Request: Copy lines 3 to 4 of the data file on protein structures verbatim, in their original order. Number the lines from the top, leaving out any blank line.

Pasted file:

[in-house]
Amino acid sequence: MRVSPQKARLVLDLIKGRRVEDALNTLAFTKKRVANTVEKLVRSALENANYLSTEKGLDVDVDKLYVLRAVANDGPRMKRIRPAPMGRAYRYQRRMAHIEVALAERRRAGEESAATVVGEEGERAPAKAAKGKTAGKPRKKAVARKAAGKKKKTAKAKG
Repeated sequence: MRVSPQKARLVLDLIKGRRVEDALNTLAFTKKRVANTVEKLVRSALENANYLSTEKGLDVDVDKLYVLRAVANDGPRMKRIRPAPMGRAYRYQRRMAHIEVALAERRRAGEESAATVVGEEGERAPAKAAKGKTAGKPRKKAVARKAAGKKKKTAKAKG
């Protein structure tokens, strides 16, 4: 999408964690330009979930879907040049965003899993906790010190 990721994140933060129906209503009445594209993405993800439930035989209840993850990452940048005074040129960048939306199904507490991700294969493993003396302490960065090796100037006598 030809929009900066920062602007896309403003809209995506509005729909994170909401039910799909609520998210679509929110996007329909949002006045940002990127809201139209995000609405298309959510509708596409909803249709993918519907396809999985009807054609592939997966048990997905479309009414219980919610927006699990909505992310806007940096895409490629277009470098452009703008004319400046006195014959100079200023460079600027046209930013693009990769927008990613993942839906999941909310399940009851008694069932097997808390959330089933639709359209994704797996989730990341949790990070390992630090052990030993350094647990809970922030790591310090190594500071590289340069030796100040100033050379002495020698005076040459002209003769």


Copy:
Repeated sequence: MRVSPQKARLVLDLIKGRRVEDALNTLAFTKKRVANTVEKLVRSALENANYLSTEKGLDVDVDKLYVLRAVANDGPRMKRIRPAPMGRAYRYQRRMAHIEVALAERRRAGEESAATVVGEEGERAPAKAAKGKTAGKPRKKAVARKAAGKKKKTAKAKG
């Protein structure tokens, strides 16, 4: 999408964690330009979930879907040049965003899993906790010190 990721994140933060129906209503009445594209993405993800439930035989209840993850990452940048005074040129960048939306199904507490991700294969493993003396302490960065090796100037006598 030809929009900066920062602007896309403003809209995506509005729909994170909401039910799909609520998210679509929110996007329909949002006045940002990127809201139209995000609405298309959510509708596409909803249709993918519907396809999985009807054609592939997966048990997905479309009414219980919610927006699990909505992310806007940096895409490629277009470098452009703008004319400046006195014959100079200023460079600027046209930013693009990769927008990613993942839906999941909310399940009851008694069932097997808390959330089933639709359209994704797996989730990341949790990070390992630090052990030993350094647990809970922030790591310090190594500071590289340069030796100040100033050379002495020698005076040459002209003769």